I read in another article that, in some prisons, women who can’t get proper feminine hygiene supplies will pass up visits with family or their attorneys when they have their periods. They have to wait until they can get their laundry done, before they’re not sitting in their own blood. Kimberly Haven, the author of that article, writes that before and after each visit, inmates are strip searched, and have to squat and cough. The whole process is so demoralizing and horrifying that a lot of female inmates would prefer to skip it, even though attorneys and family members are powerful advocates for the inmates.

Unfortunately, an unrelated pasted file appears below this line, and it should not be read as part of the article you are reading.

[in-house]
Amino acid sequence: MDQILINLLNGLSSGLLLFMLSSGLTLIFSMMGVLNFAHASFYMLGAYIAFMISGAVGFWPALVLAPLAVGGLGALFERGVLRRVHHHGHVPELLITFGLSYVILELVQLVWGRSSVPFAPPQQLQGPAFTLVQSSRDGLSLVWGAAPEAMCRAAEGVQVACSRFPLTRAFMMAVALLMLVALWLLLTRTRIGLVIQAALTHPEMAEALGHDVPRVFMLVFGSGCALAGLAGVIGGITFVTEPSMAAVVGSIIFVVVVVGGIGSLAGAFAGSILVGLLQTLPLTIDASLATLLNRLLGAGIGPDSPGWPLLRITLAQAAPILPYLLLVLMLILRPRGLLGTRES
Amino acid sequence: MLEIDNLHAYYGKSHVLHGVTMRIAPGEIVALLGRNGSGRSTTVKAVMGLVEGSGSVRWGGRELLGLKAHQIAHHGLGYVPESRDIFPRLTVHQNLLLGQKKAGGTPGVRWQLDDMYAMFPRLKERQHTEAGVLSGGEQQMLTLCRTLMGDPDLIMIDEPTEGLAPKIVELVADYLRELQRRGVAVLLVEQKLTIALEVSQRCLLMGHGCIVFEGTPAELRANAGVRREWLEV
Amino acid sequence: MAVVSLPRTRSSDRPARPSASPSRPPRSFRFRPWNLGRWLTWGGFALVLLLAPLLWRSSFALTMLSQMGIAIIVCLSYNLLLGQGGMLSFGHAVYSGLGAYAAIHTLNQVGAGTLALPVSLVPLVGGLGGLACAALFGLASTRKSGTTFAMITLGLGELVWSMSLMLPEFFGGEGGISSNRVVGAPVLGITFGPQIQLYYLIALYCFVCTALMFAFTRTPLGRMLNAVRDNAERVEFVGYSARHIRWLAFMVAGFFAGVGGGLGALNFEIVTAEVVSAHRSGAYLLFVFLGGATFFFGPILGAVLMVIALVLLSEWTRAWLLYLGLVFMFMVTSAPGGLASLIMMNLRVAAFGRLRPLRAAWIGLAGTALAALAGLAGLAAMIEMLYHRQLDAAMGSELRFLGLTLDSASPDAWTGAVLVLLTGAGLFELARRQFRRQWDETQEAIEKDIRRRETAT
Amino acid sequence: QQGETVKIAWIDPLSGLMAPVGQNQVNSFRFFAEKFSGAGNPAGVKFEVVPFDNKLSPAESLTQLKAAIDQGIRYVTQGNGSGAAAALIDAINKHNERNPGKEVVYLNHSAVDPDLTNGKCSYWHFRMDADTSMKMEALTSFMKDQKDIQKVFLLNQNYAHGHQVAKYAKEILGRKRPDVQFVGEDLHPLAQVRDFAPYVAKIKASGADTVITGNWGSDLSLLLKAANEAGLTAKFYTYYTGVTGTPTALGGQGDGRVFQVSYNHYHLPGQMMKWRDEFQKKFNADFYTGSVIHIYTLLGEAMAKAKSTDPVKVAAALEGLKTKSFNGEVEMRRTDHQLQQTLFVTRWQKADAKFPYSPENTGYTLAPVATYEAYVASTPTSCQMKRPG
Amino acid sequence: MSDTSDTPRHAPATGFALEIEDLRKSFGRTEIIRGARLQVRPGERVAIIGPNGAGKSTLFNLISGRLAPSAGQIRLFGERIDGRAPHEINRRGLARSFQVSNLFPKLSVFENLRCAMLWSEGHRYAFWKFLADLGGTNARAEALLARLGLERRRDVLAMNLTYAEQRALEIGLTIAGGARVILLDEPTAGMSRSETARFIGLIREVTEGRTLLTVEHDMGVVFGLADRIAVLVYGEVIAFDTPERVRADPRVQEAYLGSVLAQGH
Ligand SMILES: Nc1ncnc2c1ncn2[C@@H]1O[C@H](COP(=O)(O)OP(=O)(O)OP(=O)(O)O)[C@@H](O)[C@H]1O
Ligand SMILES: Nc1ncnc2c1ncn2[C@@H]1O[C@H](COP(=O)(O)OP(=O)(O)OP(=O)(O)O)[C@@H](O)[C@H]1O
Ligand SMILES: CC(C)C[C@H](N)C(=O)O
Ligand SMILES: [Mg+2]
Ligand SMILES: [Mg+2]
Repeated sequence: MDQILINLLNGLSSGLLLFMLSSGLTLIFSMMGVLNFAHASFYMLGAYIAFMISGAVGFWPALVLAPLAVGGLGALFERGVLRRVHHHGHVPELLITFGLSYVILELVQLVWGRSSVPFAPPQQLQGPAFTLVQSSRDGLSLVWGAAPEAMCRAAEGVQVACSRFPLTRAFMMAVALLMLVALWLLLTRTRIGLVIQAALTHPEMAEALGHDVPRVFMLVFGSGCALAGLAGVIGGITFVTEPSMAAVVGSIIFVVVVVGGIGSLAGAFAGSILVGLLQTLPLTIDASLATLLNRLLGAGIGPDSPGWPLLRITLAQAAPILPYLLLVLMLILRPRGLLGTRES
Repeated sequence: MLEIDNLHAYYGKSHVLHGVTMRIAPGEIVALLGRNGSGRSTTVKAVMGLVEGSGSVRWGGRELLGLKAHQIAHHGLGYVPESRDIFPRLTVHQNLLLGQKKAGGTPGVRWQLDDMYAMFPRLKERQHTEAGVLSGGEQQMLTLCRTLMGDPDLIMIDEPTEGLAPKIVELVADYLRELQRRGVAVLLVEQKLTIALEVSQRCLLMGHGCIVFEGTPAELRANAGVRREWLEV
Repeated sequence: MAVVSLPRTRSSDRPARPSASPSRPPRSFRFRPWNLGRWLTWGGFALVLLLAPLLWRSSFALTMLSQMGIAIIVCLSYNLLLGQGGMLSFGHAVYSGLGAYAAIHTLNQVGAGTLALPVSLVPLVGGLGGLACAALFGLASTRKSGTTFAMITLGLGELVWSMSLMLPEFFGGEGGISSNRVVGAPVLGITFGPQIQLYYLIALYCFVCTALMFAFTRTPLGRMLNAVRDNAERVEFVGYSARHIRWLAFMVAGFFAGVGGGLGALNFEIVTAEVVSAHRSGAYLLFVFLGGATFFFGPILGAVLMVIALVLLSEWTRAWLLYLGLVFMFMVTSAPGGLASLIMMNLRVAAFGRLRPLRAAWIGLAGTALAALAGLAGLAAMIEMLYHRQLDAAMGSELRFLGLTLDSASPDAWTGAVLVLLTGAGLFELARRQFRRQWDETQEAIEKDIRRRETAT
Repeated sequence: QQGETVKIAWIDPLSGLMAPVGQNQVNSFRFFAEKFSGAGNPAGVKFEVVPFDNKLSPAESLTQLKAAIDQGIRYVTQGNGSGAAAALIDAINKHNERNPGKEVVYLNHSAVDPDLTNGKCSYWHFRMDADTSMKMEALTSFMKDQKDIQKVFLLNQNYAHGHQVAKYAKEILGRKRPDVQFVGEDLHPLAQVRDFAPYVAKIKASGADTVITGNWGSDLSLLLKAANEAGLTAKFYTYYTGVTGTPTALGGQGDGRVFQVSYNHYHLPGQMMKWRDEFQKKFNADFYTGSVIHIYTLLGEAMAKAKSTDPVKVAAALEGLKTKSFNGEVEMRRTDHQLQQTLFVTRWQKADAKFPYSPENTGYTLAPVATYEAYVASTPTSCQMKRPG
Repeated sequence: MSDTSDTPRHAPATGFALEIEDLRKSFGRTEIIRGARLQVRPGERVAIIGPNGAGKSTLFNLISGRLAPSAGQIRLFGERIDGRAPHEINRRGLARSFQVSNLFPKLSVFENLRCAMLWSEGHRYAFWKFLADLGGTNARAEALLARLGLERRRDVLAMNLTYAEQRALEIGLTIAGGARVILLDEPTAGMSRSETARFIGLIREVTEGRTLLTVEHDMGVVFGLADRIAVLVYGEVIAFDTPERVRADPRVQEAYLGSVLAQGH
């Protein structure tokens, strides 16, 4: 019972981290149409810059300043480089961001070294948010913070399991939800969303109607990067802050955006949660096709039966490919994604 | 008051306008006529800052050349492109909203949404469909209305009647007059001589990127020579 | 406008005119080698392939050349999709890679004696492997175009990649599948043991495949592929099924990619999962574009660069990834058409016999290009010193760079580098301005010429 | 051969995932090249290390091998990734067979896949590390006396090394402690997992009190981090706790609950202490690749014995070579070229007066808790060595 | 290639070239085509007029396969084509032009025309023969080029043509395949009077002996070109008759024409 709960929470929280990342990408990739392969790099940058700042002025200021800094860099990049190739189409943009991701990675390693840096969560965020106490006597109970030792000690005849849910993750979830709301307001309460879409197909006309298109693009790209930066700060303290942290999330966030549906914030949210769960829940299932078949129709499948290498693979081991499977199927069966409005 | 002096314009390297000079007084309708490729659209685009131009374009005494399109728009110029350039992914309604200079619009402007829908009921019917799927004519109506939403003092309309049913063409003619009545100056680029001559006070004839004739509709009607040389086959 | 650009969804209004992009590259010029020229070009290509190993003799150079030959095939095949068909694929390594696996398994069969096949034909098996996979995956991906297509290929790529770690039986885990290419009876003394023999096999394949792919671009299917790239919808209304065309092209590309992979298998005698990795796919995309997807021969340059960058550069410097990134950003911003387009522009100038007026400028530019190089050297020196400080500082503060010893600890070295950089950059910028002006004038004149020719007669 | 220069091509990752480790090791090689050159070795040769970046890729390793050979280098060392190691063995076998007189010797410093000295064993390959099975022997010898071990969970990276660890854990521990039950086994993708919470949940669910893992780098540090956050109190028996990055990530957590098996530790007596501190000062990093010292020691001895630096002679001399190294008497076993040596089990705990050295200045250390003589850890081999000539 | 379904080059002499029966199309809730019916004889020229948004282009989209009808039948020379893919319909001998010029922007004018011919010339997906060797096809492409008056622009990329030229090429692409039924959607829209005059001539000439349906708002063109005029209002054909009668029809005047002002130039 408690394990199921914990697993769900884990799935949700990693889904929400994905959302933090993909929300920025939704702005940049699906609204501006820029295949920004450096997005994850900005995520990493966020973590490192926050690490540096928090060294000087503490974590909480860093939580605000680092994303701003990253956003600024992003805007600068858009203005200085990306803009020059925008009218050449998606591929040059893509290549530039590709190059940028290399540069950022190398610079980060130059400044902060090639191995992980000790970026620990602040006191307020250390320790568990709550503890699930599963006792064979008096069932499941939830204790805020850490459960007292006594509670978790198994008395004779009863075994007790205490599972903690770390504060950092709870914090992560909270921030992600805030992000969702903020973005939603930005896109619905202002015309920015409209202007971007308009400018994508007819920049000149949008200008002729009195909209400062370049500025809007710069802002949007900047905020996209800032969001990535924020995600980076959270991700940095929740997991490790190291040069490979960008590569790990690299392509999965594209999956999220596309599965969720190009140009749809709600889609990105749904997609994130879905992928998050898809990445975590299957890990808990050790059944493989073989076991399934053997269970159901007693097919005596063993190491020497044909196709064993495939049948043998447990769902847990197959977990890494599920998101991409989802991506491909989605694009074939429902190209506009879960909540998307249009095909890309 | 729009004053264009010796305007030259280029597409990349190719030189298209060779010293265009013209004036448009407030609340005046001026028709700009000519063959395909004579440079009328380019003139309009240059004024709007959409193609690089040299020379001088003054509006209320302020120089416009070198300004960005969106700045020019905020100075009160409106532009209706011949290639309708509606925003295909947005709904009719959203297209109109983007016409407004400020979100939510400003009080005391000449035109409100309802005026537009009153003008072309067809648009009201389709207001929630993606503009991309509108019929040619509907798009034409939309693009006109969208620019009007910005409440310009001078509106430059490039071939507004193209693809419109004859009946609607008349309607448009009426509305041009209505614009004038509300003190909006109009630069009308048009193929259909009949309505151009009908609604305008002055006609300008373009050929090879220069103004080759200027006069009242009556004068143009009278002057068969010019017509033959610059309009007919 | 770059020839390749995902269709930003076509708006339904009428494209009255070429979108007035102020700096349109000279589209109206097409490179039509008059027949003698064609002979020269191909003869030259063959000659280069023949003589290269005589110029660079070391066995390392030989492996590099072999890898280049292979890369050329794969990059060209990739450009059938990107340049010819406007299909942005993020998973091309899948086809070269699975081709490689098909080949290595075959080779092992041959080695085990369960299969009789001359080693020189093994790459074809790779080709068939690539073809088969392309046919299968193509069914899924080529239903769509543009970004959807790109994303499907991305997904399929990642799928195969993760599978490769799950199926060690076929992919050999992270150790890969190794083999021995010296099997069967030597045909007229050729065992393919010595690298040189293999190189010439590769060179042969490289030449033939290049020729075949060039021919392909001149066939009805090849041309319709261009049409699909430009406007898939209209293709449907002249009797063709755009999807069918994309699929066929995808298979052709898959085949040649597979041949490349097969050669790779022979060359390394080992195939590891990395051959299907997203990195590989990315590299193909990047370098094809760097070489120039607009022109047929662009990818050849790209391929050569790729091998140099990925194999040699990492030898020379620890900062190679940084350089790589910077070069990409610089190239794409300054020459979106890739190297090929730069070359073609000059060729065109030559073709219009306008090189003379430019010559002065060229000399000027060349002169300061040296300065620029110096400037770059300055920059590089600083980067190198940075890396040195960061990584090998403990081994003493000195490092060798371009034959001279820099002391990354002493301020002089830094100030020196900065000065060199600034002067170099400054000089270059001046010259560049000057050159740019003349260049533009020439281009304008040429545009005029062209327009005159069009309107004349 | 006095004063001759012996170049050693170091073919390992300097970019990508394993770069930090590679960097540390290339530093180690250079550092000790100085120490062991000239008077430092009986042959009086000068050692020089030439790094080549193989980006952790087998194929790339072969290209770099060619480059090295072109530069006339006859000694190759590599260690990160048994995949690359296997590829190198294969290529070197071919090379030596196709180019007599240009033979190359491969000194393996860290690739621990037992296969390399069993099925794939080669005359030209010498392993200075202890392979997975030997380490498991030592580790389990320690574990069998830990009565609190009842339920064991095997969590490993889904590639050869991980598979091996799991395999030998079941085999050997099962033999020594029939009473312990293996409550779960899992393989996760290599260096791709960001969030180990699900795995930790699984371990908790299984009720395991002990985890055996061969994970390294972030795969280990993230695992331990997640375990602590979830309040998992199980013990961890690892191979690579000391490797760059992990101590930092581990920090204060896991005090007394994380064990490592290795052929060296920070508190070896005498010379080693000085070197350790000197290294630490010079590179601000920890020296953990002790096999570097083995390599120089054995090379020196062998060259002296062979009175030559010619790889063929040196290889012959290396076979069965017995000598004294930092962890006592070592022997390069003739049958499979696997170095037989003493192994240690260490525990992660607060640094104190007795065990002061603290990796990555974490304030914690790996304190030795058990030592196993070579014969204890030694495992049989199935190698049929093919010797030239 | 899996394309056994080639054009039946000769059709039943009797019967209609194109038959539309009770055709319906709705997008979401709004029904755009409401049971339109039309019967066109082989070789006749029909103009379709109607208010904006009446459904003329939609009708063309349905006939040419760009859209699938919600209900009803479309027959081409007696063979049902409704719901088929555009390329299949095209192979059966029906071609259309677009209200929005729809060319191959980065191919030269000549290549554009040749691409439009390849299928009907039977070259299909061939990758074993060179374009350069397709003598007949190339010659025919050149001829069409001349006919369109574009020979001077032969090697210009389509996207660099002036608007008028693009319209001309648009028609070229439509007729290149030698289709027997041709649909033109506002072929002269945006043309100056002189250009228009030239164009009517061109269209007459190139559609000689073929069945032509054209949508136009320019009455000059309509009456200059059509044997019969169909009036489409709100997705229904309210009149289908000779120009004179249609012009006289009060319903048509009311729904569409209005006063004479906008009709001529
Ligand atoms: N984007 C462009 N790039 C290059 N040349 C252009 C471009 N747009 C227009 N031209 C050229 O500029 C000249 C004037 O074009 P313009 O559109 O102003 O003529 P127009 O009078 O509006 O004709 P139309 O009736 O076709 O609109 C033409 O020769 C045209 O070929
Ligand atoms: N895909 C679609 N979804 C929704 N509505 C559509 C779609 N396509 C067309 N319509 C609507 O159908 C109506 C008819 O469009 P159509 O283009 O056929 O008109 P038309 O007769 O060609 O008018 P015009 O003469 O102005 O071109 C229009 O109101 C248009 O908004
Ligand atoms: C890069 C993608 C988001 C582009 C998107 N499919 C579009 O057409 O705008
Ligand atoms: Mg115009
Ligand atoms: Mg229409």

In another article, I read about how, in Connecticut, two female cellmates would have to share five state issued maxi pads among themselves. Every woman is different, of course, so there’s no way to tell how long a period is going to be and how often feminine hygiene products need to be changed. But the inmates in Connecticut also had to learn how to stretch their products out, sometimes by reusing them. The inmates in Connecticut could purchase supplies from the commissary, but for those who don’t have money, that $2.63 cost might mean one less phone call home or not being able to pay for a visit to the prison doctor. Also, realize that prison jobs often pay very little– like 20 or 30 cents an hour. It takes a long time to make enough money to buy the proper supplies if there’s no one on the outside helping.